Popular Aberdeen vegetarian and vegan coffee house, Foodstory, has launched its own pop-up portable cafe on Aberdeen’s beach promenade.
Located at the Fittie end of the beachfront, owners Lara Bishop and Sandy McKinnon opened the business last week in a bid to help their “mothership” cafe on Thistle Street, which lost around £60,000 last year due to the pandemic.
The business partners purchased the trailer earlier in the year in April and spent three months refurbishing it to turn it into a beach hut that could “handle the north-east weather”.
Picking the former Italian pizza hut trailer up near Sheffield, it took Lara and Sandy a 19-hour round trip to get the Ebay purchase home.
Lara said: “We needed to find something on wheels. We knew it would get battered on the beach so we had to think outside the box.
“We got cladding from Bristol and made it industrial looking – we wanted a container on wheels but it was hard to find.
“We left at 2am and picked it up near Sheffield. We got back at 9pm as our van wouldn’t connect with the trailer for hours. Luckily we got it on the road!
“The idea was to help fund the cafe as it got so badly hit by Covid and we didn’t get support in the first year. We lost around £60,000. We had put money aside to open another cafe but all of that money went into our survival.”
The new arrival wouldn’t have been made possible had Foodstory not received a loan as a result of the pandemic.
This loan is what helped the team purchase the trailer and transform it into the beach hut.
She added: “The cafe is such a massive venue, the only way to keep it sustainable is to have other small cafes around the city and Aberdeenshire. All of the food is produced in this mothership venue and because Cafe Zero which is at Aberdeen University was closed, we needed something else to help.
“We got a loan because of Covid and looked into adding a place at the beach. Buying a cafe was too much money and there was a lot of risk. But the beach hut made sense.
“I live in Fittie and I realised there’s not really local shops there and it got me thinking where residents get sourdough, jam and eggs. Everyone was having to go to big supermarkets. During lockdown everyone wanted to support local so we put something along the promenade so they could get some basics from a local business.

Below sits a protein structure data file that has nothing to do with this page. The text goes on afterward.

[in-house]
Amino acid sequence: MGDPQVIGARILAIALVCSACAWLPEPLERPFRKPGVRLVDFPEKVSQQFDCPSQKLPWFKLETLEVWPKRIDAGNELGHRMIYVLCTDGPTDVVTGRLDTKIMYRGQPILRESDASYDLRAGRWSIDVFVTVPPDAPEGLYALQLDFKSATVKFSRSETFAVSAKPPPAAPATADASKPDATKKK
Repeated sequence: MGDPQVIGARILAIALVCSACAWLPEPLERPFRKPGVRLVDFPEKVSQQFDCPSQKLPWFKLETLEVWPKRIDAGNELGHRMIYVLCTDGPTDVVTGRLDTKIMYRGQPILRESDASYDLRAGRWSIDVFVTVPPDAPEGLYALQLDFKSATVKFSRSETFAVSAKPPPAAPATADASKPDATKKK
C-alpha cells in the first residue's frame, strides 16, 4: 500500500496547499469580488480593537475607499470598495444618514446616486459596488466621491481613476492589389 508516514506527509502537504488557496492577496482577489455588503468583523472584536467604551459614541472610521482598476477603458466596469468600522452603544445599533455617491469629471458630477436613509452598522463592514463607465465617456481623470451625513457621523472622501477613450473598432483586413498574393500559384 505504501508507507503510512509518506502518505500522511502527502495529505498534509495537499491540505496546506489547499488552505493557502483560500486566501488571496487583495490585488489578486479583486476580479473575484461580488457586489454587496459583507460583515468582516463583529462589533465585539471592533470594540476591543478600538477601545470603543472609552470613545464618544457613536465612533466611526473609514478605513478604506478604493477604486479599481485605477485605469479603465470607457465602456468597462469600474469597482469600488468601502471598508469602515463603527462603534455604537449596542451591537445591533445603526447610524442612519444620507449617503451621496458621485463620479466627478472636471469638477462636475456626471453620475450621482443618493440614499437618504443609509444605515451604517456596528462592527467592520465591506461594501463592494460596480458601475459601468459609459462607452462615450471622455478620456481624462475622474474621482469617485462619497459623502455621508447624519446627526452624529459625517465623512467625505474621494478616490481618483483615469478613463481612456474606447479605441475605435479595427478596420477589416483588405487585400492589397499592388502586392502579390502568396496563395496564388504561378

Eight painful months
Putting in an application to the council eight months ago for a space along the beach, it is only now that the firm has clearance to operate.
Open Friday to Sunday from 10am to 3pm, the beach hut joins a range of other businesses who have “popped up” at the beachfront, bringing with it healthier options.
Lara added: “We have sourdough vegan pastries, cruffins from SourCloud, sourdough pain au chocolat and croissants, and then our cinnamon buns.
“We have brownies, carrot cake and all of the other usuals you’d expect to see at the cafe.
“We also have sourdough, focaccia and salads as well, and in winter we’ll look to do toasties and that sort of thing.
“I guess we’re the healthier option at the beach. Most of our products are vegan, and everything else is vegetarian. There’s a lot of gluten-free options too.”
Carting water from one end of town to the other
But the main problem facing Lara and her team is access to running water. With the beach hut not plumbed, a member of staff is carting fresh water to the venue every day.
“It is very different to the cafe as you have to get water for it. There’s no water supply so you have to drag 25 litres of water down the promenade. We’ve had to figure out what to do with the water waste of cleaning things etc.
“We’ve got a guy who works for us who takes the liquid waste and brings it back to the cafe where we can drain it. He was an Uber driver and he will refill it and then bring more water down for us.
“At the moment we’ve got one person at the beach hut. Come September we’ll have a more permanent team down there to run it and the university cafe.”